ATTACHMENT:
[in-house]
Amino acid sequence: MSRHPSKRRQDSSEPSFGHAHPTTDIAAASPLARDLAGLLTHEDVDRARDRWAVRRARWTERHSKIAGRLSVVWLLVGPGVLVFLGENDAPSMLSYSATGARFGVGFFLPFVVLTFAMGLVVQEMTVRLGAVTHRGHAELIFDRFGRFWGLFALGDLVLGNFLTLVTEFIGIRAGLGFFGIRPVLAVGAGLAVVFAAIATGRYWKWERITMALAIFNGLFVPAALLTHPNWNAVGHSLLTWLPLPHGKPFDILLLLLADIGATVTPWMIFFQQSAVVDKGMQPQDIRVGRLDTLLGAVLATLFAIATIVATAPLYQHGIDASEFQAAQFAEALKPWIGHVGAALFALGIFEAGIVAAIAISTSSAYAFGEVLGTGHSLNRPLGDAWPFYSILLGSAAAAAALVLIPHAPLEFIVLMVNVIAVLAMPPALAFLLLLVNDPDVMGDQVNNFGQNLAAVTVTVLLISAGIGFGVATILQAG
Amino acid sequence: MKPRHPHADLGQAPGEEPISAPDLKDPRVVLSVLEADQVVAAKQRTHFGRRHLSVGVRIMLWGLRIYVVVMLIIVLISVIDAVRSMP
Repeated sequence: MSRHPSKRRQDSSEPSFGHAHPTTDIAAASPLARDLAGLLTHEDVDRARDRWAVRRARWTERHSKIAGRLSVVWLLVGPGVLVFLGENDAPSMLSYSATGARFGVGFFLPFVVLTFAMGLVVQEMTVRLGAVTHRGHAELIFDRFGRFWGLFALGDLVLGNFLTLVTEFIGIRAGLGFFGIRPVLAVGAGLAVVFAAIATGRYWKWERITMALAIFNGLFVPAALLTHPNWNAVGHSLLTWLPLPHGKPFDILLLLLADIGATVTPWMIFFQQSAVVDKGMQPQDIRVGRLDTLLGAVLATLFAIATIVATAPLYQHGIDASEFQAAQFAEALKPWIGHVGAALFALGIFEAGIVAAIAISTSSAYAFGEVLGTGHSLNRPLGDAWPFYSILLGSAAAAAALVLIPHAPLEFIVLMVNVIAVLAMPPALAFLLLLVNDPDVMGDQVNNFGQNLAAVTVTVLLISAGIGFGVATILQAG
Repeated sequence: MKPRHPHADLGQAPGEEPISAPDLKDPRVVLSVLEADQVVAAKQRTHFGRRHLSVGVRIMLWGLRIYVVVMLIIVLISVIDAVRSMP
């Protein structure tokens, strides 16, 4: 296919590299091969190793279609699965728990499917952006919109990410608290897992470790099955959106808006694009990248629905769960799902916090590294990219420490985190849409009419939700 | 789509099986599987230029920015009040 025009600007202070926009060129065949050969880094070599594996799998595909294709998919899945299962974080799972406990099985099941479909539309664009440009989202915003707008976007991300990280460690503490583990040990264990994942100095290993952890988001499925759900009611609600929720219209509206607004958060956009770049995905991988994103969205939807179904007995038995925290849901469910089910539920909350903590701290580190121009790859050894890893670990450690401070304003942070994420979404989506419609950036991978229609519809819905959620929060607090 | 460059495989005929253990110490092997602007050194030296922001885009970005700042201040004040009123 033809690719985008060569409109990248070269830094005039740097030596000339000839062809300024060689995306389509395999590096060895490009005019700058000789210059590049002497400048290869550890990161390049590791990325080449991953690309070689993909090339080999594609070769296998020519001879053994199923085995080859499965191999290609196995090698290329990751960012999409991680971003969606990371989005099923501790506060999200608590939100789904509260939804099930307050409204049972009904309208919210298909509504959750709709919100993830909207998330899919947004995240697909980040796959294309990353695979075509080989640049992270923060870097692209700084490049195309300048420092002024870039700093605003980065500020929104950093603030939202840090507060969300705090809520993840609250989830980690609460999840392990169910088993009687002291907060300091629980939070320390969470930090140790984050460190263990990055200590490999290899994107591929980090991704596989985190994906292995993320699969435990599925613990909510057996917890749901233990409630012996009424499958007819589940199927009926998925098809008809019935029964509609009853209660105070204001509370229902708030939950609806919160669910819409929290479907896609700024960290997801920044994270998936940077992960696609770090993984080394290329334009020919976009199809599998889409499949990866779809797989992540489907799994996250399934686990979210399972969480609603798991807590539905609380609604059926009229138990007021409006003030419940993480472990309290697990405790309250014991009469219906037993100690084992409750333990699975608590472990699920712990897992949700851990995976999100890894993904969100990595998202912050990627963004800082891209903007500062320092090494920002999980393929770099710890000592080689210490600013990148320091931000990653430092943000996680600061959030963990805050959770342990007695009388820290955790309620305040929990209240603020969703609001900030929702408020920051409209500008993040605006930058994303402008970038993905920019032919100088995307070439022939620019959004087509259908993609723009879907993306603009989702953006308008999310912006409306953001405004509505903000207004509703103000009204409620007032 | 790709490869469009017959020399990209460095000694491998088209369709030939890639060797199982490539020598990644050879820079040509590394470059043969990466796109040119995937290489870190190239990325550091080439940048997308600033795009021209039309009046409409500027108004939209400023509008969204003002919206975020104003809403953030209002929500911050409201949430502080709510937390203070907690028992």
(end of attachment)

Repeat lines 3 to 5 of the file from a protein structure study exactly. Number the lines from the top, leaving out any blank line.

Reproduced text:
Amino acid sequence: MKPRHPHADLGQAPGEEPISAPDLKDPRVVLSVLEADQVVAAKQRTHFGRRHLSVGVRIMLWGLRIYVVVMLIIVLISVIDAVRSMP
Repeated sequence: MSRHPSKRRQDSSEPSFGHAHPTTDIAAASPLARDLAGLLTHEDVDRARDRWAVRRARWTERHSKIAGRLSVVWLLVGPGVLVFLGENDAPSMLSYSATGARFGVGFFLPFVVLTFAMGLVVQEMTVRLGAVTHRGHAELIFDRFGRFWGLFALGDLVLGNFLTLVTEFIGIRAGLGFFGIRPVLAVGAGLAVVFAAIATGRYWKWERITMALAIFNGLFVPAALLTHPNWNAVGHSLLTWLPLPHGKPFDILLLLLADIGATVTPWMIFFQQSAVVDKGMQPQDIRVGRLDTLLGAVLATLFAIATIVATAPLYQHGIDASEFQAAQFAEALKPWIGHVGAALFALGIFEAGIVAAIAISTSSAYAFGEVLGTGHSLNRPLGDAWPFYSILLGSAAAAAALVLIPHAPLEFIVLMVNVIAVLAMPPALAFLLLLVNDPDVMGDQVNNFGQNLAAVTVTVLLISAGIGFGVATILQAG
Repeated sequence: MKPRHPHADLGQAPGEEPISAPDLKDPRVVLSVLEADQVVAAKQRTHFGRRHLSVGVRIMLWGLRIYVVVMLIIVLISVIDAVRSMP